What Is Industrial Design Prototyping?
Creating machinery components in the modern era is a complex process that demands high quality and accuracy to ensure that a company’s investment is not lost. This required fidelity is not limited to the final components or the eventual application they need. Required industrial equipment for the continued creation of these parts also relies on a high level of precision to meet the exacting requirements of modern manufacturing.
Committing to a design without creating a prototype is a risky choice that will often lead to problems later. Therefore prototyping is widespread in many industries and is especially beneficial for developing industrial designs.
What Is a Prototype?
A prototype is a viable design realised as a three-dimensional (3D) model. Prototypes provide invaluable assurance of the method you wish to pursue. Although initial plans will usually be confined to two-dimensional (2D) drawings or simulated digital approximations, prototyping these designs into physical items, you can examine, and the test is a vital subsequent step before total production.
Usually reserved as a later stage of the design process, a prototype can give the concluding information you need to ensure that your final product will meet the exact specifications you require. Prototypes can be made from various materials depending on the design being conceived. For example, lost wax casting processes can use carbon steel for aerospace or medical industries or copper-based alloys for marine and plumbing prototypes.
Why Is Prototyping Essential?
Almost all developments within the industry are prototyped beforehand to ensure a high-quality level and produce results that can be relied upon. In addition, these prototypes can be assessed and tested against their intended uses, providing a clear picture of what future designs will offer.
Many prototypes can be developed over various design stages, from rough conceptions of a basic depiction to samples of finished products. This concept has been achieved through several means in the past, but all methods have the same goal of visualising an idea as a physical item. For example, rapid casting prototyping is a widespread solution for visualising new designs for industrial products and components for larger applications.
Prototyping is also an essential step to securing the patent of your design. Patents for your creations will require you to be able to explain their features and specifications fully. Whilst you can attempt this while your idea is still in the early design phase, a realised working prototype will significantly secure your patent. Successful patents acquired before the prototyping stage will need to be revised depending on any changes you may need to make for your design.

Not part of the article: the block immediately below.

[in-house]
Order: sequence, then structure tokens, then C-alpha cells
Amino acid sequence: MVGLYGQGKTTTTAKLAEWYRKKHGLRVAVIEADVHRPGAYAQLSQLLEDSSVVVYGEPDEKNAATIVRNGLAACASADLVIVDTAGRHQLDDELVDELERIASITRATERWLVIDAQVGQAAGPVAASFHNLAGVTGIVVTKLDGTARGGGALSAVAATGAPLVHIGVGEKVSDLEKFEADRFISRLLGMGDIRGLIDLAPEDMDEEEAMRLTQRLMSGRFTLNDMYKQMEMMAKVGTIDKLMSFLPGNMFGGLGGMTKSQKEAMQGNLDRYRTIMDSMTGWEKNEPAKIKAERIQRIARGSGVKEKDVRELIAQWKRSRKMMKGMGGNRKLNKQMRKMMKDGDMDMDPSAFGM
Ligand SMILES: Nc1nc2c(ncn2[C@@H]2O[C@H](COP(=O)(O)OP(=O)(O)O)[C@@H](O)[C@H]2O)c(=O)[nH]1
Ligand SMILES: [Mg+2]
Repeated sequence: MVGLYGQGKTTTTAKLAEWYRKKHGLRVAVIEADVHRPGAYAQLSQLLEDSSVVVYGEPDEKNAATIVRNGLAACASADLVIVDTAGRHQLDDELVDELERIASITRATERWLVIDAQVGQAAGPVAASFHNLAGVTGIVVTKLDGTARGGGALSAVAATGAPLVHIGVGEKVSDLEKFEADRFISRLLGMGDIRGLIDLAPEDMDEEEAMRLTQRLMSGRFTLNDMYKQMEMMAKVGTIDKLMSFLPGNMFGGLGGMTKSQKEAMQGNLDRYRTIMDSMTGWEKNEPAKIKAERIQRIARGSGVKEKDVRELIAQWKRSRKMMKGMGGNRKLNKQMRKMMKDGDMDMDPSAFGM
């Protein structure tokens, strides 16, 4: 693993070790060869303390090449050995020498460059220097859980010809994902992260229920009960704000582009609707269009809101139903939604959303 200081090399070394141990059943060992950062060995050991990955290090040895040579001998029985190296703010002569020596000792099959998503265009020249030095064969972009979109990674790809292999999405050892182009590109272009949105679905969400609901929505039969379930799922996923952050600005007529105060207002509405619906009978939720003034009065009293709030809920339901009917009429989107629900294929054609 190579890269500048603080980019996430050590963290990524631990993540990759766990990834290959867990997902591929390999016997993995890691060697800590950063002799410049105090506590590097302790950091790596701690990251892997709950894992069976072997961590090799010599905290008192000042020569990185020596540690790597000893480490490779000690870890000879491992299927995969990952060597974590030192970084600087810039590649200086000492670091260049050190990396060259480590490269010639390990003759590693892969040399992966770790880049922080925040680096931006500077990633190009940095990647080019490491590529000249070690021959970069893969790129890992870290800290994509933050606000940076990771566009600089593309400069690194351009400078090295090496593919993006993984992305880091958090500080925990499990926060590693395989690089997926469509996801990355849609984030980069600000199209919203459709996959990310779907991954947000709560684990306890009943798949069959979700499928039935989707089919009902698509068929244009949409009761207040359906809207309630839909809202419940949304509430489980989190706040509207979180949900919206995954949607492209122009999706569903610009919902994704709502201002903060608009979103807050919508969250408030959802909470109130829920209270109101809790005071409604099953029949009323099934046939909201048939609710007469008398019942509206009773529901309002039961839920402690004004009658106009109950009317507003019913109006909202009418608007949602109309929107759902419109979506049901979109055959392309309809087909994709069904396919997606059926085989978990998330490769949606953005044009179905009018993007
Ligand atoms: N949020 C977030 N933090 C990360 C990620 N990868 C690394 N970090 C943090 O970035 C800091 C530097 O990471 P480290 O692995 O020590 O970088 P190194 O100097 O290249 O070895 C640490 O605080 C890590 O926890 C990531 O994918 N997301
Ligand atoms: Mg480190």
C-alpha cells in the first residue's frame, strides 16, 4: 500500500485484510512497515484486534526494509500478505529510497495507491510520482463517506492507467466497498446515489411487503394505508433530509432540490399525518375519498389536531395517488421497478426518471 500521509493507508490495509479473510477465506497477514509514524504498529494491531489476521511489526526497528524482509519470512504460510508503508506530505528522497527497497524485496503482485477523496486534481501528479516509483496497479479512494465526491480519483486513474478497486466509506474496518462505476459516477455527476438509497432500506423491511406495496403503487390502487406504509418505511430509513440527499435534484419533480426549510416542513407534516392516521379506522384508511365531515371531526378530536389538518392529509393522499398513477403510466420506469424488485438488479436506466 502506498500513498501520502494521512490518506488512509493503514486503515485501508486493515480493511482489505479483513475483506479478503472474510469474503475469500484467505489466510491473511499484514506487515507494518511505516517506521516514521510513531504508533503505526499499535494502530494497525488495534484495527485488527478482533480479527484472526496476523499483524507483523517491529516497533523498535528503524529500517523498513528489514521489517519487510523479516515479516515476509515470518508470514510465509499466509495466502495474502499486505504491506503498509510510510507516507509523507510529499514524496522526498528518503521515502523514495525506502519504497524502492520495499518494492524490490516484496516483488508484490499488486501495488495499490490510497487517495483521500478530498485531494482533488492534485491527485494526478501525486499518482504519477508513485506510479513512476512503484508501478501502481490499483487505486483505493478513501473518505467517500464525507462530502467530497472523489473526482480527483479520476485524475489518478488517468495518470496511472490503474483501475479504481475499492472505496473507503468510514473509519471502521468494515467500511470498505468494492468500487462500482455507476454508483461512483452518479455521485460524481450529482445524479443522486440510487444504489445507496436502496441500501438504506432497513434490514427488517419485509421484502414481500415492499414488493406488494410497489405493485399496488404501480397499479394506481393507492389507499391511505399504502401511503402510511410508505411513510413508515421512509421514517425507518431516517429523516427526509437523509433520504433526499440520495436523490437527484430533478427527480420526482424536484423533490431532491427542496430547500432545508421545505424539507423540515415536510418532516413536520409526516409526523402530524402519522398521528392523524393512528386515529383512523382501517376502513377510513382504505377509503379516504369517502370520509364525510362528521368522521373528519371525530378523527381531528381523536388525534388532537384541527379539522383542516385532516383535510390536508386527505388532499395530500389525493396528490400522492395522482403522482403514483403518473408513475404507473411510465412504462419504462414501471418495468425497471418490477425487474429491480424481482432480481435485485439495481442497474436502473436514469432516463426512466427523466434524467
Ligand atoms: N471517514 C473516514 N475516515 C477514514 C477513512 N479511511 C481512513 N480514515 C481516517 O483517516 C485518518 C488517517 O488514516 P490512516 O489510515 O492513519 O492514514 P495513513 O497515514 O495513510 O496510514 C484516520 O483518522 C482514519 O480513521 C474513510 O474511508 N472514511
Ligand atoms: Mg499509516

Industrial design prototyping is also beneficial for sharing your plans with colleagues or investors. Industrial inventions will need significant funding to achieve, whether it’s the company investing in an idea or other interested parties. Having a physical prototype of your vision will provide your audience with increased confidence in issuing the funding for the eventual production of many more.
Investment Casting For Industrial Design Prototyping
Investment casting, also known as lost wax casting, is a cost-effective method for producing accurate prototypes of intricate metal components. At Dean Group, we specialise in providing the highest quality investment castings for many applications and have significantly improved the traditional methods of lost wax casting, such as our innovative 3D printing lost wax casting process.
Investment castings involve using a detailed wax pattern produced from a master tool coated with a layer of refractory ceramic slurry to make a solid shell. Once this is achieved, the wax pattern is melted away, and molten metal is invested into the shell interior. When this metal has cooled, the shell is removed, leaving just the prototyped part behind. The initial wax pattern is developed with a combination of 3D CAD designs and industrial 3D printers to speed up the process immensely.
Lost wax casting is excellent for smaller, more intricate parts as it produces a higher degree of precision whilst maintaining flexibility in designs. This process usually doesn’t require much secondary processing as it provides a superior surface finish compared to alternative casting methods. Components that have been investment cast this way will result in tighter tolerances and reduced costs.
3D Printing for Rapid Prototyping
As mentioned, we use efficient 3D printing technologies to create our initial wax patterns when prototyping. This system embraces the considerable benefits of 3D CAD designs and uses it to create the wax pattern far quicker. This has the added benefit of significantly reducing turnarounds to a matter of weeks and reducing costs considerably.
The wax design can be printed in layers using Thermojet technology instructed by the supplied 3D CAD design. This is part of the rapid prototyping service we provide, which enables us to deliver functionally identical castings to hard-tooled alternatives without needing to commit to the expense.
Investment casting is an essential part of our operations at Dean Group. With over 48 years of experience, you can feel confident that we will assist you every step of the way, from design conception to 3D CAD designs and casting simulation.
We can provide a broad range of manufacturing processes such as investment casting, rapid prototyping, 3D printing and die castings to ensure that each client gets an exact representation of their intended prototype. Contact us to discuss how we can assist your product development.
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